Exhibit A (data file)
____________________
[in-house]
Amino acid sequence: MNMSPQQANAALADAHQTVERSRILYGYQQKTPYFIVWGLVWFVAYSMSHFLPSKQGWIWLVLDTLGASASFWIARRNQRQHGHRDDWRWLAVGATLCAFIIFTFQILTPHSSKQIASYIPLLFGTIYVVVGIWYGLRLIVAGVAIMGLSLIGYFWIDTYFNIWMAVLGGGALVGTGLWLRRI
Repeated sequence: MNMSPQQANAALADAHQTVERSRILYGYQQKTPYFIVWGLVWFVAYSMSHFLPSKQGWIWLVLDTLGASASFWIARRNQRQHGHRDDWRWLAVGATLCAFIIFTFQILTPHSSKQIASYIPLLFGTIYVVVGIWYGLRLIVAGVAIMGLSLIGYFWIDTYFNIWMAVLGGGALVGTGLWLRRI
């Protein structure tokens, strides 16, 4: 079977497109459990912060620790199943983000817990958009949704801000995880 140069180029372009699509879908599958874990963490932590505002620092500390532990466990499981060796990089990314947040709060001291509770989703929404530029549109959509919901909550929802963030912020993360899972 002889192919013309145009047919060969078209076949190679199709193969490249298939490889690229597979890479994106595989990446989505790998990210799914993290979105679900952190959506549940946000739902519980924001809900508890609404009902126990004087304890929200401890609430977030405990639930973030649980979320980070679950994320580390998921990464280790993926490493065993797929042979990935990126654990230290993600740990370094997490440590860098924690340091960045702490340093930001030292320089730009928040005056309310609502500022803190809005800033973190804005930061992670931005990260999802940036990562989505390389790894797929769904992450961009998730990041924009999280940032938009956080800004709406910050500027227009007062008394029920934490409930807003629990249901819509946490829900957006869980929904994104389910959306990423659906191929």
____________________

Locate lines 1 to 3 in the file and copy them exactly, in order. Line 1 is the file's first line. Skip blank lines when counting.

[in-house]
Amino acid sequence: MNMSPQQANAALADAHQTVERSRILYGYQQKTPYFIVWGLVWFVAYSMSHFLPSKQGWIWLVLDTLGASASFWIARRNQRQHGHRDDWRWLAVGATLCAFIIFTFQILTPHSSKQIASYIPLLFGTIYVVVGIWYGLRLIVAGVAIMGLSLIGYFWIDTYFNIWMAVLGGGALVGTGLWLRRI
Repeated sequence: MNMSPQQANAALADAHQTVERSRILYGYQQKTPYFIVWGLVWFVAYSMSHFLPSKQGWIWLVLDTLGASASFWIARRNQRQHGHRDDWRWLAVGATLCAFIIFTFQILTPHSSKQIASYIPLLFGTIYVVVGIWYGLRLIVAGVAIMGLSLIGYFWIDTYFNIWMAVLGGGALVGTGLWLRRI